Cuban dissident barred from travel despite reforms

An opposition leader said Thursday she was denied permission to leave Cuba in the first known rejection since a reform took effect eliminating widely loathed exit visas needed for travel abroad.

That rule had been in effect for 50 years, and its abolition had been long sought after by Cubans. Some opposition figures remained skeptical, however, that they would in fact be allowed to leave. The reform took effect January 14.

Gisela Delgado, 47, who belongs to a protest group called the Ladies in White, told AFP Thursday she was denied permission to leave on the grounds that she had engaged in "counter-revolutionary" activities.

She had wanted to go to the United States to see her parents and daughter.

Hers is the first known case of the Cuban authorities refusing to let an opposition figure leave the communist-run island.

Under the old rule, besides the costly exit visa, Cubans hoping to travel abroad had to produce a letter of invitation from the people they were going to see.

The idea was that except for certain government officials, professionals and athletes -- people considered "vital" -- all other Cubans could travel abroad, so long as they had entry visas from destination countries.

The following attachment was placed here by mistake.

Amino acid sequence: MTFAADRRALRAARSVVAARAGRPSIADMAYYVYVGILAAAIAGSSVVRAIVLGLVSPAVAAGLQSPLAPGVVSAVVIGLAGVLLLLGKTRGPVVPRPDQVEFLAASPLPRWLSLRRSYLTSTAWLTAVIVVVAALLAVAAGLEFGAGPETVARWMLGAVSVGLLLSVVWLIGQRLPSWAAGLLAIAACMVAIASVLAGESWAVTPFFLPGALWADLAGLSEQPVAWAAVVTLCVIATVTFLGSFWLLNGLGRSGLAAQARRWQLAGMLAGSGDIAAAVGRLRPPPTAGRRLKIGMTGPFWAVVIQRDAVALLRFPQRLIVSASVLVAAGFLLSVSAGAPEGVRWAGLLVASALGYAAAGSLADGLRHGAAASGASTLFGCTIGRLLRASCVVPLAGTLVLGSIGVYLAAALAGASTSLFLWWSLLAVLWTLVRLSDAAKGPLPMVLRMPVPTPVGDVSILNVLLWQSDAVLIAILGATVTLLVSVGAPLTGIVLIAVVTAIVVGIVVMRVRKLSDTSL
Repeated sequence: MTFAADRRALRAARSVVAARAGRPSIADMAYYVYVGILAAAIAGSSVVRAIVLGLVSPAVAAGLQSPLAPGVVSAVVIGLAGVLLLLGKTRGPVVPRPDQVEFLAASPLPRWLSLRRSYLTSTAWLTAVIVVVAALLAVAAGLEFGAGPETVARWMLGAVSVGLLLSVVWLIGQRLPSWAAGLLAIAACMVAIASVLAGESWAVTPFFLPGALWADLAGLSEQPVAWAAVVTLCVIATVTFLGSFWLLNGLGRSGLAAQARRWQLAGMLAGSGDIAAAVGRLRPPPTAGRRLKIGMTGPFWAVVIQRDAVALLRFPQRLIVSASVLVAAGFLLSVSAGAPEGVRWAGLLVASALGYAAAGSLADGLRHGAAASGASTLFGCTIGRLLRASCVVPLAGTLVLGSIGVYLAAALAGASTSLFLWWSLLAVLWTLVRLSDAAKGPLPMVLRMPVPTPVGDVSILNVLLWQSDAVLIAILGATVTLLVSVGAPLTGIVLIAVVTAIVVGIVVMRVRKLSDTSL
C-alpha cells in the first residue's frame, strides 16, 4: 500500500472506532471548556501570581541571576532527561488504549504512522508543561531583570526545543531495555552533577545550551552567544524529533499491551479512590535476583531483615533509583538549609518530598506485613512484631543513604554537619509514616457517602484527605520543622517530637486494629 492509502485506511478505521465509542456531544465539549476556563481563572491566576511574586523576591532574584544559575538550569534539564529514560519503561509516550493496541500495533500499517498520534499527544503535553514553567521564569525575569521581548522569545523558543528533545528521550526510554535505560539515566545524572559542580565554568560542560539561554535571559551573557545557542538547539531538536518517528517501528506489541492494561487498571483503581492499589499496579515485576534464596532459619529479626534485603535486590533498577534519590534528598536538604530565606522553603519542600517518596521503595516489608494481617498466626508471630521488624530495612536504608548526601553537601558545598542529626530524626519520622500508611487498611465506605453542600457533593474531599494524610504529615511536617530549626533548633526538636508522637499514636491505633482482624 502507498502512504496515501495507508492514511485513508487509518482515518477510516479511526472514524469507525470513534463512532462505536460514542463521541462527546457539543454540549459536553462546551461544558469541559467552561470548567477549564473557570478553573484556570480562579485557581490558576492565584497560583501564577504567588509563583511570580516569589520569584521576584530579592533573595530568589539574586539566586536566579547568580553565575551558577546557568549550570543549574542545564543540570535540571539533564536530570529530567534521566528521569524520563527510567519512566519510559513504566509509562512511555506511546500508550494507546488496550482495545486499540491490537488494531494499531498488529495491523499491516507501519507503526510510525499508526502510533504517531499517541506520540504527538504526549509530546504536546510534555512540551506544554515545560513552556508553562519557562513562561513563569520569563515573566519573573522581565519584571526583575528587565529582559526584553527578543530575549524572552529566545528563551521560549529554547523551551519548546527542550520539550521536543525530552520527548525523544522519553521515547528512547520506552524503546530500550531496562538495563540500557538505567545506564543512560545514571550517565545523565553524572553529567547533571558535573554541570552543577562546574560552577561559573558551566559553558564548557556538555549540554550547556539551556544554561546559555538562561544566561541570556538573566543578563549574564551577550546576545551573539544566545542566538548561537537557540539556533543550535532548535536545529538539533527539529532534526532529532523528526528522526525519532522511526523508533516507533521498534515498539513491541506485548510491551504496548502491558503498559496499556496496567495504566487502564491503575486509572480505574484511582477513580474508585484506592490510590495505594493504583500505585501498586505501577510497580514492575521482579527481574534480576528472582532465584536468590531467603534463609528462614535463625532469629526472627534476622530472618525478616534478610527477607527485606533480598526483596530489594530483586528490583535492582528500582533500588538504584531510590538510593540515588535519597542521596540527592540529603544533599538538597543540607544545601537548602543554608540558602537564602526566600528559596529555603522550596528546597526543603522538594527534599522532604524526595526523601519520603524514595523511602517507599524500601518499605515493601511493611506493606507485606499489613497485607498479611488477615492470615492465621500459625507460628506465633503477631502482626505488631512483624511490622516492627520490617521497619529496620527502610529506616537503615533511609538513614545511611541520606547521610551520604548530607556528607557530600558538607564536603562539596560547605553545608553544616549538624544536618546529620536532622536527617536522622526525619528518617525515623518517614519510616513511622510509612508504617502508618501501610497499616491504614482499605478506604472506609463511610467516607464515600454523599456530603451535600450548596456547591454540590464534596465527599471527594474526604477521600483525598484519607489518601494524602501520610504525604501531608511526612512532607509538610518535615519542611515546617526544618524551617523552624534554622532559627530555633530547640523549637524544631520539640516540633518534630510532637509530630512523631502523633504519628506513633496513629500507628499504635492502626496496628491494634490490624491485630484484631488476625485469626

The authorities had already denied departure to two former political prisoners. But that case was different, because they were out on parole.

Those two men -- Angel Moya and Jose Daniel Ferrer -- were among 75 dissidents jailed in 2003 and sentenced to terms of up to 28 years in prison.

They were all later freed after an unprecedented dialogue between the Roman Catholic church and the government of Raul Castro.

Another prominent dissident, the young blogger Yoani Sanchez, who had long been denied exit permits, has now been given a passport allowing her to travel abroad. She plans a foreign tour starting in Brazil on February 17.

Sanchez said in a Brazilian newspaper interview Thursday that economic reforms undertaken in Cuba have made people hungry for more change.

"Cuba is ready to enter the 21st century," Sanchez said, in the interview with the daily Folha de Sao Paulo.